Open Water Oil Spills

Open Water Oil Spills

With oil gushing out of the British Petroleum oil rig in the Gulf of Mexico over the past week, the amount of leaking oil is now considered to be one of the top 20 oil spills in history.

Over 29 million gallons of oil have spoiled the ecosystem of the Gulf to date.

According to the Oil Spill Intelligence Report, the largest ten oil spills
in history include the following disasters:

1. Persian Gulf (1991), intentional spill of 240 million gallons
2. Gulf of Mexico (1979), 140 million gallons due to well blowout
3. Trinidad (1979), 84 million gallons due to ship collision
4. Persian Gulf (1983), 80 million gallons due to blowout
5. Uzbekistan (1992), 80 million gallons due to blowout
6. South Africa (1983), 78 million gallons due to tanker fire
7. Portsall, France (1978), 68 million gallons due to ship grounding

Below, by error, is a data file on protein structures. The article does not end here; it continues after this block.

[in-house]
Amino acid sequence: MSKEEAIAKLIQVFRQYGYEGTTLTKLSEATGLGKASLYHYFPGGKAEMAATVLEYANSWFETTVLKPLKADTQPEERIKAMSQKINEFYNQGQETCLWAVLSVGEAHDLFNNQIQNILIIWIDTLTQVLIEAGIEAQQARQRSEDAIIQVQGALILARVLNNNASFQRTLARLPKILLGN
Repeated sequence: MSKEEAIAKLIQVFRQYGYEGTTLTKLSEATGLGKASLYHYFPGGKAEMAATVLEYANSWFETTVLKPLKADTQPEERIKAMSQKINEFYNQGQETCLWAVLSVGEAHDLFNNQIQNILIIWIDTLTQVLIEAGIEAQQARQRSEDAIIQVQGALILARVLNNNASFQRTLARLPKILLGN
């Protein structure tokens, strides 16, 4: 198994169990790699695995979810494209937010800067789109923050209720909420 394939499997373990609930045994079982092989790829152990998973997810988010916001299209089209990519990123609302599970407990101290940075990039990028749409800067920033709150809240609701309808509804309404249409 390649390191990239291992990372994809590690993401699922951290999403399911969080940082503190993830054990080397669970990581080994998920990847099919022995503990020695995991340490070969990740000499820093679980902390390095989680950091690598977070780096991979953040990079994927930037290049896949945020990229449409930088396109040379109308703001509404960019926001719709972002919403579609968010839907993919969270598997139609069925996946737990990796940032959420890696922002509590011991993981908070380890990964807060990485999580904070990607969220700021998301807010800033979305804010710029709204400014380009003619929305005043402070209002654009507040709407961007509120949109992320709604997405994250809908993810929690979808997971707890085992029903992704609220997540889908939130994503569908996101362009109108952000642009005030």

8. North Atlantic (1988), 43 million gallons due to tanker rupture
9. Libya (1980), 42 million gallons due to blowout
10. Land’s End, Britain (1967), 38 million gallons due to tanker rupture

To the best of our knowledge, only a handful of open water swimmers have actually swum into these giant oil spills. Gerry Rodrigues, a young promising teenage swimmer from Trinidad & Tobago at that time, was on an open water training swim off of Trinidad with his teammates when he inadvertently swam into the oil slick caused by the third largest oil spill in history.

We were on one of our longer training swims and I was swimming ahead of my
teammate, Richard Hoford. We didn’t see anything and we had not heard about any oil spill before getting in the water
,” explained Gerry. “We were just out training like we normally did in those days.”

When I ran swam right into that oil slick, it was terrible. I mean oil all over
me. It was so thick. It took days for everything to be removed. We had
to remove the oil with kerosene and soap, over and over again; getting it out of my hair was the challenge
.”

We didn’t get to go back into the ocean for a long time, but I will never forget running into that black mass of crude oil.”

Copyright © 2010 by Open Water Source
Steven Munatones